Hilltop will give way for new houses
By Tina Richards
A 40-unit housing tract slated to be built on the site of the former Marywood Catholic School was approved by an abbreviated Orange City Council, Oct. 13.
Mayor Tita Smith was absent from the meeting, and Councilman Fred Whitaker recused himself because his law firm does work for the Catholic Diocese, the owner/seller of the property.
That left council members Mike Alvarez, Mark Murphy and Kim Nichols to consider the project, which will require the hillside bordered by Villareal Drive and Denise Avenue to be reconfigured before construction can begin. When the school was built in the 1960s, a 70-ft.-deep canyon was filled in to provide a flat surface. The fill has been settling for 50 years, causing Marywood structures to crack, and creating a seven-inch slant in the cafeteria floor.
Get down and dirty
The New Home Company plans to excavate down to the original canyon floor and recompact the hillside, moving 210,000 cubic yards of dirt in the process. Homeowners around the site have been assured by New Home geologists that their properties will not be at risk.
Neighbors will, however, be affected by the noise and dust of the excavating, crushing and grading operation, expected to continue for several months. The noisiest aspect of the land remodeling – crushing the Marywood building materials to be used as fill – will be limited to 10 days.
While residents surrounding the bucolic Marywood site do not oppose the development, they did raise concerns about traffic congestion, earth moving, tract density and the adverse ambiance the gated subdivision will inflict on them. Nonetheless, the project sailed through the city’s design review committee, planning commission and now, the city council.
Residents were told they’d have to live with the disruption caused by excavating and construction because it would be “temporary.” The project’s density, lot sizes and parking are within current zoning standards and it is, therefore, considered a “good fit” by Orange’s governing bodies.
Calling all cars
City staff and New Home consultants reported that traffic impacts (almost 400 car trips per day) would have “no significant” impact on the community’s narrow winding streets, Santiago Blvd. (the main thoroughfare near the site) or the 55 freeway interchange at Lincoln Ave. New Homes has volunteered to mitigate the insignificant impacts by restriping Villareal and adding a stop sign at Ridgepark.
The community accepted the city’s definition of “insignificant” traffic impacts, applauded the builder’s commitment to underground utilities, and crossed its collective fingers that the 210,000 cubic yards of dirt being moved would not include their homes’ foundations or swimming pools. They continued, however, to object to the development’s gate.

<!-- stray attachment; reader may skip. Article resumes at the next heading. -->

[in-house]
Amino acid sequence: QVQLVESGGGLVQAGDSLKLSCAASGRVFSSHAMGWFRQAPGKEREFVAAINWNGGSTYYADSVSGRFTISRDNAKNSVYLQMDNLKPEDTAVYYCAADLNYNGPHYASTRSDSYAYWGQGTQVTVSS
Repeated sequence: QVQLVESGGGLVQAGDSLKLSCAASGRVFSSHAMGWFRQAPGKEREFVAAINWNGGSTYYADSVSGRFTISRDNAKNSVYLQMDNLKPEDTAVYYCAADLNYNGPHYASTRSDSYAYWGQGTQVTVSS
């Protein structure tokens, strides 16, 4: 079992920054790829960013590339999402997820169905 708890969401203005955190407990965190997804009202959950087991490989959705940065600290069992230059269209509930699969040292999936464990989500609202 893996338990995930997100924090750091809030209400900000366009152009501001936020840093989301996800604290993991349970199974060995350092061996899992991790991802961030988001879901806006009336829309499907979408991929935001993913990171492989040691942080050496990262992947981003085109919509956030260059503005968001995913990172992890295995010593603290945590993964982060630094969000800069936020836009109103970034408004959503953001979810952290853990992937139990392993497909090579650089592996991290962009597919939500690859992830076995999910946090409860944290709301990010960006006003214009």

Residents are insulted by the idea that they will have to forego the quiet enjoyment of their homes while the property is excavated, compacted and filled, the Marywood structures demolished and crushed, the land graded and homes built. After all that, the gate will be shut and the new housing tract forever separated from the pre-existing community.
Hate the gate
“We call this Marywood Hills,” said resident Peter Homer. “We’re 1,000 homes, and we’re not a fan of gates. A gate will segregate the community; it will create the ‘elites’ and the ‘have nots.’ You’ll have the As, Bs, and Cs and we’ll be the Ds. And we shouldn’t be.”
The gate is admittedly a marketing ploy. “Buyers of expensive homes want gates,” New Homes' Doug Woodward said.
Although the city is not required to satisfy a builder’s marketing goals, and each council member expressed a personal dislike for the gate, they approved the project anyway. “I like the project, Alvarez said, “but I wish there wasn’t a gate.” “I don’t like the gate either,” Kim Nichols noted. “But the benefits of this project outweigh the gate.“ Mark Murphy also expressed dissatisfaction with the gate, but noted that the builder had agreed to allow pedestrian access through the tract and “that is a good compromise.”
Despite the current drought and statewide mandates to save water, that subject did not come up. The City Of Orange, unlike other water providers in the area, has not met its reduced usage target. Told by the state water board to cut overall consumption by 28 percent of 2013 usage, Orange is hovering at 27.6 percent. Yet water was not mentioned during the planning commission hearing or during the council meeting.
Residents are enduring brown lawns, reusing gray water and not flushing toilets while the city greenlights more houses. “We’re okay with that,” Mark Murphy said later. “We looked at all the environmental impacts and the project’s usage is far less than what it would be if it was a school again. Murphy also noted that the development offers many improvements in terms of runoff and storm drainage, and that the homes will be built with water-saving shower heads, toilets and faucets.